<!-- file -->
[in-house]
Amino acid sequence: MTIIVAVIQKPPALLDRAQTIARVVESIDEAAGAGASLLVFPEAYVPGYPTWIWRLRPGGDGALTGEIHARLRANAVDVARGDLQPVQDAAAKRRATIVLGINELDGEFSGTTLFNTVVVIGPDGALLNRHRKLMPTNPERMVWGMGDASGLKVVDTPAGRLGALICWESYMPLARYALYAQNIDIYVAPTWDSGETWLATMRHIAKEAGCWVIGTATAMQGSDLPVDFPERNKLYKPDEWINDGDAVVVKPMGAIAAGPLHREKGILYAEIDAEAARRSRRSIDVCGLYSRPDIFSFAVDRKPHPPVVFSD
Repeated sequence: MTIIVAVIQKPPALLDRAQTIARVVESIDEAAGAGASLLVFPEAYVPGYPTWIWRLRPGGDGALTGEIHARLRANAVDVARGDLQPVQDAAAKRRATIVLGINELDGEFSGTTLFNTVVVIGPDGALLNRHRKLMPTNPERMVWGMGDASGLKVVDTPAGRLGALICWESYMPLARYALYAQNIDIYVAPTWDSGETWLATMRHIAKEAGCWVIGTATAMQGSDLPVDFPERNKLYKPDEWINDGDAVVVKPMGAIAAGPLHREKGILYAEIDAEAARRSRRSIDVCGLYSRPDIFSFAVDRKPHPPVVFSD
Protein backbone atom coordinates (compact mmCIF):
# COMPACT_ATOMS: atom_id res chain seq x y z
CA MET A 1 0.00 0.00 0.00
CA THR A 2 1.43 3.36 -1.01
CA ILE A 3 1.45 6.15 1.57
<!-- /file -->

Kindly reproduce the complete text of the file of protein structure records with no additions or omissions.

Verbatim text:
[in-house]
Amino acid sequence: MTIIVAVIQKPPALLDRAQTIARVVESIDEAAGAGASLLVFPEAYVPGYPTWIWRLRPGGDGALTGEIHARLRANAVDVARGDLQPVQDAAAKRRATIVLGINELDGEFSGTTLFNTVVVIGPDGALLNRHRKLMPTNPERMVWGMGDASGLKVVDTPAGRLGALICWESYMPLARYALYAQNIDIYVAPTWDSGETWLATMRHIAKEAGCWVIGTATAMQGSDLPVDFPERNKLYKPDEWINDGDAVVVKPMGAIAAGPLHREKGILYAEIDAEAARRSRRSIDVCGLYSRPDIFSFAVDRKPHPPVVFSD
Repeated sequence: MTIIVAVIQKPPALLDRAQTIARVVESIDEAAGAGASLLVFPEAYVPGYPTWIWRLRPGGDGALTGEIHARLRANAVDVARGDLQPVQDAAAKRRATIVLGINELDGEFSGTTLFNTVVVIGPDGALLNRHRKLMPTNPERMVWGMGDASGLKVVDTPAGRLGALICWESYMPLARYALYAQNIDIYVAPTWDSGETWLATMRHIAKEAGCWVIGTATAMQGSDLPVDFPERNKLYKPDEWINDGDAVVVKPMGAIAAGPLHREKGILYAEIDAEAARRSRRSIDVCGLYSRPDIFSFAVDRKPHPPVVFSD
Protein backbone atom coordinates (compact mmCIF):
# COMPACT_ATOMS: atom_id res chain seq x y z
CA MET A 1 0.00 0.00 0.00
CA THR A 2 1.43 3.36 -1.01
CA ILE A 3 1.45 6.15 1.57